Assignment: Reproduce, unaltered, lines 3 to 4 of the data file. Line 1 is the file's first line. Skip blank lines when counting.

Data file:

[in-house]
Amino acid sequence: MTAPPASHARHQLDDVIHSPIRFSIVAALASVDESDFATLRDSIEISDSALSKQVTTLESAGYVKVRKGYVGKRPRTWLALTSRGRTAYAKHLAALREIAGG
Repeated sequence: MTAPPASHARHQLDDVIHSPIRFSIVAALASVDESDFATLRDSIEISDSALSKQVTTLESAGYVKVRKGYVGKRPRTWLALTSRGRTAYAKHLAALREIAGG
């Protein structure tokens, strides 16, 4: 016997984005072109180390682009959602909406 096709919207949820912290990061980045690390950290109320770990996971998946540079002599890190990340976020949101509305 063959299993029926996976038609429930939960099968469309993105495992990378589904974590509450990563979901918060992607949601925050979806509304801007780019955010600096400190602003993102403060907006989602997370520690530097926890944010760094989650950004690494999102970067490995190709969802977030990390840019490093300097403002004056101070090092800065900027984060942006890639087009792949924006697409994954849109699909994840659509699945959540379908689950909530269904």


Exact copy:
Repeated sequence: MTAPPASHARHQLDDVIHSPIRFSIVAALASVDESDFATLRDSIEISDSALSKQVTTLESAGYVKVRKGYVGKRPRTWLALTSRGRTAYAKHLAALREIAGG
């Protein structure tokens, strides 16, 4: 016997984005072109180390682009959602909406 096709919207949820912290990061980045690390950290109320770990996971998946540079002599890190990340976020949101509305 063959299993029926996976038609429930939960099968469309993105495992990378589904974590509450990563979901918060992607949601925050979806509304801007780019955010600096400190602003993102403060907006989602997370520690530097926890944010760094989650950004690494999102970067490995190709969802977030990390840019490093300097403002004056101070090092800065900027984060942006890639087009792949924006697409994954849109699909994840659509699945959540379908689950909530269904």